Zhu Zhu, a working mom with a three-year-old kid, squeezes in one hour before and another after work for her child. Spending 10 hours a day in the office, she is one of the many women who is trying to find a balance between breadwinning and caregiving.
Most working mothers spend one to three hours per day with their kids, and about eight to 10 hours at work, according to a survey by 51job, a provider of human resource services in China.
For one thing, they have to work to support the family. Nearly half of working moms' income accounted for 10 to 30 percent of total household income and another one-third accounted for 30 to 50 percent.
Besides the shared responsibility of family support, women in China also face traditional and cultural expectations of motherhood. The child-rearing burden is carried mostly by women.
When asked what support they wanted most, more than half of the respondents said flexible working hours, which provide them with more time to take care of the kids and also keep their work engagements.
Putting aside the purely financial reasons why a mother works, nearly 40 percent of the respondents said they prefer to have a job. They work for pay but also to find professional achievement and personal fulfillment.
Talking about gender inequality in the workplace, over 30 percent of working mothers felt a barrier to getting promoted due to parental duty while that percentage for working fathers was 11.8 percent, according to a survey by Zhilian Recruitment, a Chinese online recruitment services provider.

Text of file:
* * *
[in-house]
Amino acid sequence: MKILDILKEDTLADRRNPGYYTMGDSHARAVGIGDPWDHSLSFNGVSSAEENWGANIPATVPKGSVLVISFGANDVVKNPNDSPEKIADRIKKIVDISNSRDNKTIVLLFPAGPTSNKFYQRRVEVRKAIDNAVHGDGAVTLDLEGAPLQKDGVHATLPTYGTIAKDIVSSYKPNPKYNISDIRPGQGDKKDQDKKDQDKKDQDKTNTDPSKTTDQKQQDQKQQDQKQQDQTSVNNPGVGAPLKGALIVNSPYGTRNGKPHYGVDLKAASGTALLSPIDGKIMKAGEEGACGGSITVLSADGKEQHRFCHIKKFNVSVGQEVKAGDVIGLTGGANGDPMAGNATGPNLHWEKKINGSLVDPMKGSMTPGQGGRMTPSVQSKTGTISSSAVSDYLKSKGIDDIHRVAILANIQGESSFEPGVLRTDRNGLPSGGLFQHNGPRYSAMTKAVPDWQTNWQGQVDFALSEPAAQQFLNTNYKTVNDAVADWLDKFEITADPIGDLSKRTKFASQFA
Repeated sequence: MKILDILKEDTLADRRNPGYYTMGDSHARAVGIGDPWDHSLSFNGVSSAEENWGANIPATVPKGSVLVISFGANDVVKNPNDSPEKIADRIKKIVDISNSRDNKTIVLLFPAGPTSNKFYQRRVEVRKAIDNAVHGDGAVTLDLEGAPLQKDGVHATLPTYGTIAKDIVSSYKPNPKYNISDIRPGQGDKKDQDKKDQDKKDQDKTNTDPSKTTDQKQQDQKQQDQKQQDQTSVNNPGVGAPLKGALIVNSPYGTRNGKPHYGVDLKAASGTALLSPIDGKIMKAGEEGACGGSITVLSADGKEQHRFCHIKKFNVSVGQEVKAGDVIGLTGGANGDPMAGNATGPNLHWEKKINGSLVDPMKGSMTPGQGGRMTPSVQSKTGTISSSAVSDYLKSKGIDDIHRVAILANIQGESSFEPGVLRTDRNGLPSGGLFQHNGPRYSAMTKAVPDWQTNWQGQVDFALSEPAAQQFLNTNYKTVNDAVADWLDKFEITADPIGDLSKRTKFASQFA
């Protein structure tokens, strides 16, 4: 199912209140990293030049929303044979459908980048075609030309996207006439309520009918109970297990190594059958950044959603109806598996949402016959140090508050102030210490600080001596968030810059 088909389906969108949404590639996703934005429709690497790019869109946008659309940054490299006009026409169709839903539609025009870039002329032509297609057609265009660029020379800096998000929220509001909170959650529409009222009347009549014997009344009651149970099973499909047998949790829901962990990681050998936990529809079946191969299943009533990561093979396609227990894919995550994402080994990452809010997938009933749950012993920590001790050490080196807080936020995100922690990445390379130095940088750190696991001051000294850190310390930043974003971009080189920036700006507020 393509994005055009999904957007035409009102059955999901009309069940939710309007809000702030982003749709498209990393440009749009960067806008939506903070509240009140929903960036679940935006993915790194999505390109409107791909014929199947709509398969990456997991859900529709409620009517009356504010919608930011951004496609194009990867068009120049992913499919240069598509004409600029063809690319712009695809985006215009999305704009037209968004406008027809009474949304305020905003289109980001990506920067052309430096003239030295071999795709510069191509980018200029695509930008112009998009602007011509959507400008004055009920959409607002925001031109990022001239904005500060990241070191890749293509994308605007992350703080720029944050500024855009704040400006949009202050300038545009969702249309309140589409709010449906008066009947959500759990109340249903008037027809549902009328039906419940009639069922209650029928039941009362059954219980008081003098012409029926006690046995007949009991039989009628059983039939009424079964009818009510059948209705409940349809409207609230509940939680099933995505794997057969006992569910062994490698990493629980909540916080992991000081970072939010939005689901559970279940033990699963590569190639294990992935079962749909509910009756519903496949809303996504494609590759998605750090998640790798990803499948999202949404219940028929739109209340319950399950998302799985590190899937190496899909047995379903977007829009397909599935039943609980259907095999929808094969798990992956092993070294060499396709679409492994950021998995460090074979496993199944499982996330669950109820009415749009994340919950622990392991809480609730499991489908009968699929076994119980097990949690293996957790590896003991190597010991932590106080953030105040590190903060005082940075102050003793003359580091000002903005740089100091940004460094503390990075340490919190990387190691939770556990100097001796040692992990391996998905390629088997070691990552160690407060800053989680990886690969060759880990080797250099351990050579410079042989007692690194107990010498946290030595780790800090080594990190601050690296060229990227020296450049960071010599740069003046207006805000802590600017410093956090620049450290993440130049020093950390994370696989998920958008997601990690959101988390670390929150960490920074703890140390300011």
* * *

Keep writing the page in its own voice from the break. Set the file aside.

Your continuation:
The second Sunday of May marks Mother's Day, a day to value the effort mothers devote to raising their children, too often at great personal sacrifice.
Since the introduction of the three-child policy last year in order to boost the fertility rate and improve population structure, China has launched supporting measures such as extending maternity leave, promoting inclusive childcare services and issuing maternity allowances to ease the burdens of child-rearing.
But there is still a long way to go for work-family support.
In a book titled "Making Motherhood Work: How Women Manage Careers and Caregiving" published in 2019, the author explored how middle-class working mothers manage careers and parenting in Sweden, Germany, Italy and the U.S. with different social policies and cultures.
The book noted that alongside Papua New Guinea, the U.S. is one of the two countries on the planet without federally mandated paid maternity leave. It is the only industrialized nation with no minimum standard for vacation and sick days. Most U.S. companies don't offer any policies to support the caregiving responsibilities of their workers.
Among the countries compared, Sweden is the paragon. Women can have both successful careers and family lives thanks to its publicly subsidized daycare system and equivalent leave for fathers that can't be transferred.